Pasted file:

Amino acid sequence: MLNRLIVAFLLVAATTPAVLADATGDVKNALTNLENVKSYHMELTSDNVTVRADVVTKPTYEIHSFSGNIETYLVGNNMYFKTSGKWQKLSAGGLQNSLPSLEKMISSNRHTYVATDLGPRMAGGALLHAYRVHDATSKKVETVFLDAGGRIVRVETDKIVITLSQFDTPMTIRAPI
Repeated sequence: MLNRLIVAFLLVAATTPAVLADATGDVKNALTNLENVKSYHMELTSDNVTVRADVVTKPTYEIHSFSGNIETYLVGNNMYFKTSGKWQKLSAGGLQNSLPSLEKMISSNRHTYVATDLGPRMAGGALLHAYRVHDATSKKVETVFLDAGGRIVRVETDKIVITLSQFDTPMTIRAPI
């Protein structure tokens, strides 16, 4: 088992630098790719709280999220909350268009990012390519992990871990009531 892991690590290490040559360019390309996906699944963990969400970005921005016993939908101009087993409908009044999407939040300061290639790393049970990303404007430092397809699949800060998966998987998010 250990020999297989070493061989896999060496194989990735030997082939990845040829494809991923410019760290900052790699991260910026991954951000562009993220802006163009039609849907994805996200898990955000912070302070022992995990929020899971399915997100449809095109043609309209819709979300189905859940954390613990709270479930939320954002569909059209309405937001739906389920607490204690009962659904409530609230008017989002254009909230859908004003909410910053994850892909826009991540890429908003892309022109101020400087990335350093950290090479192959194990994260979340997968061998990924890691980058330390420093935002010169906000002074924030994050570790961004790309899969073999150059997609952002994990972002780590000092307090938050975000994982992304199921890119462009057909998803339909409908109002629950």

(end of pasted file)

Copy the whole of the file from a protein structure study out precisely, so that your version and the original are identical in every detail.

Amino acid sequence: MLNRLIVAFLLVAATTPAVLADATGDVKNALTNLENVKSYHMELTSDNVTVRADVVTKPTYEIHSFSGNIETYLVGNNMYFKTSGKWQKLSAGGLQNSLPSLEKMISSNRHTYVATDLGPRMAGGALLHAYRVHDATSKKVETVFLDAGGRIVRVETDKIVITLSQFDTPMTIRAPI
Repeated sequence: MLNRLIVAFLLVAATTPAVLADATGDVKNALTNLENVKSYHMELTSDNVTVRADVVTKPTYEIHSFSGNIETYLVGNNMYFKTSGKWQKLSAGGLQNSLPSLEKMISSNRHTYVATDLGPRMAGGALLHAYRVHDATSKKVETVFLDAGGRIVRVETDKIVITLSQFDTPMTIRAPI
């Protein structure tokens, strides 16, 4: 088992630098790719709280999220909350268009990012390519992990871990009531 892991690590290490040559360019390309996906699944963990969400970005921005016993939908101009087993409908009044999407939040300061290639790393049970990303404007430092397809699949800060998966998987998010 250990020999297989070493061989896999060496194989990735030997082939990845040829494809991923410019760290900052790699991260910026991954951000562009993220802006163009039609849907994805996200898990955000912070302070022992995990929020899971399915997100449809095109043609309209819709979300189905859940954390613990709270479930939320954002569909059209309405937001739906389920607490204690009962659904409530609230008017989002254009909230859908004003909410910053994850892909826009991540890429908003892309022109101020400087990335350093950290090479192959194990994260979340997968061998990924890691980058330390420093935002010169906000002074924030994050570790961004790309899969073999150059997609952002994990972002780590000092307090938050975000994982992304199921890119462009057909998803339909409908109002629950």